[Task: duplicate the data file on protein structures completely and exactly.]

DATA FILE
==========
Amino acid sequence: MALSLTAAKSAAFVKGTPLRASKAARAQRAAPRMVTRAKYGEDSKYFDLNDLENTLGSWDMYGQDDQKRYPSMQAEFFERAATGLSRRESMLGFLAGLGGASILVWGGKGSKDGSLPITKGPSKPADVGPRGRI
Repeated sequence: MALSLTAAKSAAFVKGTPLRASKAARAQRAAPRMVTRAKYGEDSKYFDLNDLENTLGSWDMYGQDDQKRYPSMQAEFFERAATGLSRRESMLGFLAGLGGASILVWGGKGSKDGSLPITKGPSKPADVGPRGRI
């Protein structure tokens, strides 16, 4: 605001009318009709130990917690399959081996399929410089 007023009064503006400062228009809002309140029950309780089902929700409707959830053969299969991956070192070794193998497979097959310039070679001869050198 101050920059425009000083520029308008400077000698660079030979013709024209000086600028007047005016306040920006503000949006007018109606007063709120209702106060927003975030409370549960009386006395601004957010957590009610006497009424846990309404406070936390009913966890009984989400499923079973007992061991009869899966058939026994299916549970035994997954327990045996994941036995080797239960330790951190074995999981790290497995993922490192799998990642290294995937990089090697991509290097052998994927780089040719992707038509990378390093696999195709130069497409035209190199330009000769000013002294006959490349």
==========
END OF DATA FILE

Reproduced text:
Amino acid sequence: MALSLTAAKSAAFVKGTPLRASKAARAQRAAPRMVTRAKYGEDSKYFDLNDLENTLGSWDMYGQDDQKRYPSMQAEFFERAATGLSRRESMLGFLAGLGGASILVWGGKGSKDGSLPITKGPSKPADVGPRGRI
Repeated sequence: MALSLTAAKSAAFVKGTPLRASKAARAQRAAPRMVTRAKYGEDSKYFDLNDLENTLGSWDMYGQDDQKRYPSMQAEFFERAATGLSRRESMLGFLAGLGGASILVWGGKGSKDGSLPITKGPSKPADVGPRGRI
């Protein structure tokens, strides 16, 4: 605001009318009709130990917690399959081996399929410089 007023009064503006400062228009809002309140029950309780089902929700409707959830053969299969991956070192070794193998497979097959310039070679001869050198 101050920059425009000083520029308008400077000698660079030979013709024209000086600028007047005016306040920006503000949006007018109606007063709120209702106060927003975030409370549960009386006395601004957010957590009610006497009424846990309404406070936390009913966890009984989400499923079973007992061991009869899966058939026994299916549970035994997954327990045996994941036995080797239960330790951190074995999981790290497995993922490192799998990642290294995937990089090697991509290097052998994927780089040719992707038509990378390093696999195709130069497409035209190199330009000769000013002294006959490349």